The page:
Scary but true: Most of us will experience at least one medical misdiagnosis in our lifetime, “sometimes with devastating consequences,” according to a new study published in the journal Diagnosis. Some 12 million Americans are affected in primary care alone.
No one’s saying it’s intentional, of course. Some conditions can be vexing for health care providers, if only because they look and act like other common diseases. Patients can travel a long, winding, and often expensive and disheartening road to finally arrive at the correct diagnosis. Here are four of the most commonly misdiagnosed conditions, their symptoms, and some recommendations on how to get to the bottom of them.
Symptoms:Painful pea- to marble-sized lumps under the skin that tend to enlarge and drain pus
Often mistaken for: Acne
A bad case of stubborn acne. That’s what people tend to think when cyst-like pimples begin to appear on their chest, armpits, groin, and buttocks. But even the worst case of acne is no match for hidradenitis suppurativa (HS), a chronic inflammatory skin condition that affects 1 percent of Americans.
Even though it’s a “fairly common skin condition,” it takes five to eight years, on average, to get a diagnosis, says Steven Cohen, MD, director of the Hidradenitis Suppurativa program and chief of dermatology at Montefiore Medical Center and the Albert Einstein College of Medicine in New York City. “Primary care doctors are unfamiliar with many dermatologic conditions and even dermatologists sometimes may have limited experience with HS,” he says. “That’s the main reason we find patients running from doctor to doctor.”
Irritable Bowel Syndrome
Symptoms:Abdominal pain, cramping or bloating that is typically relieved by having a bowel movement; excess gas; diarrhea or constipation (sometimes alternating bouts of both); mucus in the stool
Often mistaken for:Celiac disease, non-celiac gluten sensitivity, lactose intolerance
When a patient is referred to a gastroenterologist, it’s usually because that patient is experiencing chronic diarrhea, bloating, and abdominal pain. That trifecta of GI symptoms is, of course, seen in a number of conditions, including gastrointestinal malignancies and inflammatory bowel diseases, as well as irritable bowel syndrome (IBS). Throw in other conditions like food allergies and other adverse reactions to foods and it’s a wonder anyone with GI issues gets a proper diagnosis. It also explains why all of the above can get lumped in together under the umbrella of “IBS-like disorders.” They all look and sound a lot alike.
As researchers noted in a study, published in 2017 in the journal Gastroenterology and Hepatology from Bed to Bench, there are many conditions with different disease-causing mechanisms that are currently labeled “IBS.” But a true diagnosis of IBS can be made only after a patient has experienced symptoms for at least six months and discomfort at least three days a month for the previous three months.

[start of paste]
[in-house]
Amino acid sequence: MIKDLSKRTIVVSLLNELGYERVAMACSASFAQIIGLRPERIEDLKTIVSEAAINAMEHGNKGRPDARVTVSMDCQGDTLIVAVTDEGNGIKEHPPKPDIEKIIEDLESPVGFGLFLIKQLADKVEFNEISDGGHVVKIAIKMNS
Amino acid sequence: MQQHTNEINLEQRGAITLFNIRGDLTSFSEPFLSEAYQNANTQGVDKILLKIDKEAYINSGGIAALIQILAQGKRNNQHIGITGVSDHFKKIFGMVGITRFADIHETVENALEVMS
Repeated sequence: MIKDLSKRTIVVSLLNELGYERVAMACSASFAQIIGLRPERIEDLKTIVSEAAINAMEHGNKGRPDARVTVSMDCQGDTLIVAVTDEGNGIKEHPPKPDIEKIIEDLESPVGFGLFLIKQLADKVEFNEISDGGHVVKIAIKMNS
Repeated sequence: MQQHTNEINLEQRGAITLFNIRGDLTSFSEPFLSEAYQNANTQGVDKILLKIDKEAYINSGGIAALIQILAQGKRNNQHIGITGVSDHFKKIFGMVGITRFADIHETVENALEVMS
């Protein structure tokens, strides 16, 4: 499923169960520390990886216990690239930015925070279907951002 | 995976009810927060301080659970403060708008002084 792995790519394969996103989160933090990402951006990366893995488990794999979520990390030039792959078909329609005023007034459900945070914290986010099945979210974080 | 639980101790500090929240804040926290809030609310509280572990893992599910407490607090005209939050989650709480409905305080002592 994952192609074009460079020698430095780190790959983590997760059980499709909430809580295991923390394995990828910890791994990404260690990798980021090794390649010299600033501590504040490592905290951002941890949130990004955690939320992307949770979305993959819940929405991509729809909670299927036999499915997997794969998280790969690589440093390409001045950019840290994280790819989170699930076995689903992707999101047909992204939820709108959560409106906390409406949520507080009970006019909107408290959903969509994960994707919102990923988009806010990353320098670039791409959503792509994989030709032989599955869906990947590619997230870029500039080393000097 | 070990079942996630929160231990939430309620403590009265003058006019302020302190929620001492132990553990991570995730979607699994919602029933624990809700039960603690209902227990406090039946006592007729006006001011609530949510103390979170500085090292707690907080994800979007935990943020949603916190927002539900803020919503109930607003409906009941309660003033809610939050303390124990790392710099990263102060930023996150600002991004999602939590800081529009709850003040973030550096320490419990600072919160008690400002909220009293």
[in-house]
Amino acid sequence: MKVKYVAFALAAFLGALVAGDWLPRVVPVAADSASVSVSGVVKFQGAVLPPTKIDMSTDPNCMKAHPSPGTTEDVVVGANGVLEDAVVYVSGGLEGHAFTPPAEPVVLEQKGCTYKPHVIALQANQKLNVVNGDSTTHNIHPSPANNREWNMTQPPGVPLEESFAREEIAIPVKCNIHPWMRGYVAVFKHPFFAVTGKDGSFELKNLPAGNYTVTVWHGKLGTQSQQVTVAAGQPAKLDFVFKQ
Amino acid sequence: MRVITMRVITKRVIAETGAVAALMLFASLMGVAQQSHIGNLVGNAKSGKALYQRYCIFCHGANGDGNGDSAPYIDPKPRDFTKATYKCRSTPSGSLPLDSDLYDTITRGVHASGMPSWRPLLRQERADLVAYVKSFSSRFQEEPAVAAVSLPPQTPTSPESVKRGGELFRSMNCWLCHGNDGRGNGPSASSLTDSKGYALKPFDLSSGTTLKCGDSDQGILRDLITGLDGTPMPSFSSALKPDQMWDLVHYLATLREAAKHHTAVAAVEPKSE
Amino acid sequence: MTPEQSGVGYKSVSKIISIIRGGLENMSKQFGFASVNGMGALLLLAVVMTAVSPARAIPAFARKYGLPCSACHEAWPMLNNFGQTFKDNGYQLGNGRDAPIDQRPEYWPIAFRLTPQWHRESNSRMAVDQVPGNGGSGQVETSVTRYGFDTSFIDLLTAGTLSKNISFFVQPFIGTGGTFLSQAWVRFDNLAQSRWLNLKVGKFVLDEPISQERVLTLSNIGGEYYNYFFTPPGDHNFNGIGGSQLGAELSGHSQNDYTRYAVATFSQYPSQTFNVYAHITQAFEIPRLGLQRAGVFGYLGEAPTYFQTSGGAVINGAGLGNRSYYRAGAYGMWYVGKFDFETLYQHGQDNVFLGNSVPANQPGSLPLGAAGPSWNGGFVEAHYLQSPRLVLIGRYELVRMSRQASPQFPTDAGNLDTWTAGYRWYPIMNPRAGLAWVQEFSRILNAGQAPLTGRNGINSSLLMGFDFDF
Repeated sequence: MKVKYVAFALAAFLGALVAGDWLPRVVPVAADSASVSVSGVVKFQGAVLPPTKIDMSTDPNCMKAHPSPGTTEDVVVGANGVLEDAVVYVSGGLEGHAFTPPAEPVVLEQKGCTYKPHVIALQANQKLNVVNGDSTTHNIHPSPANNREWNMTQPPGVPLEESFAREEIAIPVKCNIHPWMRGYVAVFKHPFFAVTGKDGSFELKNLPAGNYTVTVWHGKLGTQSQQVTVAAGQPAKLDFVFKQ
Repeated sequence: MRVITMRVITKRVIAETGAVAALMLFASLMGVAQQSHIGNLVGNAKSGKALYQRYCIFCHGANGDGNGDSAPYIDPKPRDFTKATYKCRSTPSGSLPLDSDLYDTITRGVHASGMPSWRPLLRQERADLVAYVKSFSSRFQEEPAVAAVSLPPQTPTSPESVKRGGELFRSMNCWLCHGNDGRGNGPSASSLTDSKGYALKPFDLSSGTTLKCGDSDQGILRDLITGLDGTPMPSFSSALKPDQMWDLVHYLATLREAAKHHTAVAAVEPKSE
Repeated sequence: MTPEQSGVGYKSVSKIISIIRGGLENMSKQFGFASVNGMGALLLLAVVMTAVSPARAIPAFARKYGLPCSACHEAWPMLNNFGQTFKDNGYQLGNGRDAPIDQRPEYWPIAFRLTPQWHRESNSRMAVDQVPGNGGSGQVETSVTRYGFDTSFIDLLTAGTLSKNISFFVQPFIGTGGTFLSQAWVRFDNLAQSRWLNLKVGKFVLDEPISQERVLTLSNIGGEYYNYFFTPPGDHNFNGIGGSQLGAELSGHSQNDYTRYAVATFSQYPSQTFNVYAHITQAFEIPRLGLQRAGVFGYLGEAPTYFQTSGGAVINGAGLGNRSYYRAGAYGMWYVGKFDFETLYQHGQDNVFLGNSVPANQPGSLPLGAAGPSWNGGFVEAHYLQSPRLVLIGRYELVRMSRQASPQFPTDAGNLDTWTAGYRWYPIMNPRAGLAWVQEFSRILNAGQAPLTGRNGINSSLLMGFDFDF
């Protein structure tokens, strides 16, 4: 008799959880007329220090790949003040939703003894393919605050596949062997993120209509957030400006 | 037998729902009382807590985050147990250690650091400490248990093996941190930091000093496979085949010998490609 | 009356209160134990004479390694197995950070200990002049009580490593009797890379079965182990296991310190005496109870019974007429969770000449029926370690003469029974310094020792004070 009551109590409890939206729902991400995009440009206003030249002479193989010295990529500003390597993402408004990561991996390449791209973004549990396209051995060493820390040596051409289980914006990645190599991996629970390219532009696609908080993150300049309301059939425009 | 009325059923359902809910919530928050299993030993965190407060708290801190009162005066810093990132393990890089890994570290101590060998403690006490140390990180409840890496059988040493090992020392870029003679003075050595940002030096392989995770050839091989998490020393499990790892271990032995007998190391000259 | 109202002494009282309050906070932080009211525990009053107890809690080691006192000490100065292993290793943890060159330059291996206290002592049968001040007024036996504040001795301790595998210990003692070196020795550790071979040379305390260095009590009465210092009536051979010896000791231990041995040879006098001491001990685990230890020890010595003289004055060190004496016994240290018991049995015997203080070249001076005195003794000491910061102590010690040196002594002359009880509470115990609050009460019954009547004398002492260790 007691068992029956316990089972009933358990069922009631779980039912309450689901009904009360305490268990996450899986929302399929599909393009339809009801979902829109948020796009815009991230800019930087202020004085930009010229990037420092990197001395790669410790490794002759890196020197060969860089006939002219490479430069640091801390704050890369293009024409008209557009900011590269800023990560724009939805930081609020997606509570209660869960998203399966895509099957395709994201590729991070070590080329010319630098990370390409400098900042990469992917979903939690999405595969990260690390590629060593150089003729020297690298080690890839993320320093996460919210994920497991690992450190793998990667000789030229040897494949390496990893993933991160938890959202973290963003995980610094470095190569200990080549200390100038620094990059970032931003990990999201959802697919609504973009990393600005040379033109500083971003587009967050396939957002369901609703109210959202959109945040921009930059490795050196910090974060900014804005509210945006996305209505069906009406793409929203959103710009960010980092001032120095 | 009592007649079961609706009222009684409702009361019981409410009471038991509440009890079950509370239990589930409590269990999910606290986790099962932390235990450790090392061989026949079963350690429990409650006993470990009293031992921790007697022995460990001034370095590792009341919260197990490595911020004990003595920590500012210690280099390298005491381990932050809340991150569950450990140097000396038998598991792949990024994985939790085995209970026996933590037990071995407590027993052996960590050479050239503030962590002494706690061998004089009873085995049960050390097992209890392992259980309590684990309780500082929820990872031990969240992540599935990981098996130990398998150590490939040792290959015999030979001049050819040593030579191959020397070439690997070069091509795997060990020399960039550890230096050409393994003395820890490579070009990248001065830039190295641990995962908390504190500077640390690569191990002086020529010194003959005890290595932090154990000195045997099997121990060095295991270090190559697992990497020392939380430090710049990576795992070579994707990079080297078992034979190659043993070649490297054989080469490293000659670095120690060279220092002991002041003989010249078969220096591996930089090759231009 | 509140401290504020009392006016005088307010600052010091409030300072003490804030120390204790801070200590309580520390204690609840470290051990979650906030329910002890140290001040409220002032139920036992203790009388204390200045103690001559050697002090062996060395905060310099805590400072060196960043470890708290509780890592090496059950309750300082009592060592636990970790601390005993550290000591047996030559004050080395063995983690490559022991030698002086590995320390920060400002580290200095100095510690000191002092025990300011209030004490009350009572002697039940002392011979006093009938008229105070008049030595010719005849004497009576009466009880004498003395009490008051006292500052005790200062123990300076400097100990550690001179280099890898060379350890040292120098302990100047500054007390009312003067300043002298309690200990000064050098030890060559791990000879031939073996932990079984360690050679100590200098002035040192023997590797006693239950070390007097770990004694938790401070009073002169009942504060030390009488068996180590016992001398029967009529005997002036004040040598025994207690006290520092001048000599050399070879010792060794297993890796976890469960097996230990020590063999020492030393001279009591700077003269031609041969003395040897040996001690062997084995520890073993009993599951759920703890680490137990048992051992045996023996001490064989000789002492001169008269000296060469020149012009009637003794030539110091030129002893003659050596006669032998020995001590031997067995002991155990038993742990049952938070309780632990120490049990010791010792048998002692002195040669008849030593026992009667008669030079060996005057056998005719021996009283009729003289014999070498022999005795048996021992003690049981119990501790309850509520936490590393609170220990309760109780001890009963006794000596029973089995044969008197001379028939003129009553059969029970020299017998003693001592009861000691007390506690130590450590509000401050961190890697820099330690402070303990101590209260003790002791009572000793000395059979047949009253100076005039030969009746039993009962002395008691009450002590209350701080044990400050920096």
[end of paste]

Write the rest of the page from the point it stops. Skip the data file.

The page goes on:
Symptoms: Bullseye rash at bite site (though not always), accompanied by fever, chills, fatigue, body aches, headache, neck stiffness, and swollen lymph nodes
Often mistaken for: Mononucleosis, flu, chronic fatigue syndrome, fibromyalgia, meningitis
You’d think Lyme disease–a tick-borne illness transmitted by the bite of an infected deer tick–would be easy to diagnose if only because the likelihood of getting it is directly related to whether you live or spend a lot of time in heavily wooded areas where deer ticks thrive. Not so. Although Lyme disease is the most common vector-borne infection in the U.S., it is frequently misdiagnosed, suggests a study published in 2019 in the journal Open Forum Infectious Diseases. Over a 13-year period, researchers found that incorrect diagnoses and unnecessary antibiotic treatments were common among 1,261 patients who showed symptoms of Lyme disease.
Symptoms: Fatigue, fever, joint pain, and often a butterfly-shaped rash on the face that covers the cheeks and bridge of the nose or rashes elsewhere on the body
Often mistaken for: Rheumatoid arthritis, chronic fatigue syndrome, fibromyalgia
An autoimmune disease, lupus occurs when your body’s immune system attacks your own tissues and organs. The chronic inflammation caused by lupus can affect everything from your skin to your joints to your kidneys, brain, heart, and lungs. “Lupus can masquerade as many different conditions,” says Dr. Cohen. As a result, “it’s commonly misdiagnosed, and part of the reason is that specialists aren’t consulted.”
Indeed, a Lupus Foundation of America study of more than 3,000 adults with lupus found that the majority met with their primary care physician specifically to discuss their symptoms. And yet 46.5 percent were initially misdiagnosed. And more than half were told that there was nothing wrong with them or that their symptoms were psychological.
If you experience persistent symptoms, or things just continue to feel “off,” even after receiving a doctor’s opinion (or three), try not to lose heart. Pay attention to how treatments do or don’t affect your symptoms, seek new information and new opinions, stay vigilant, and remember that the true diagnosis is out there.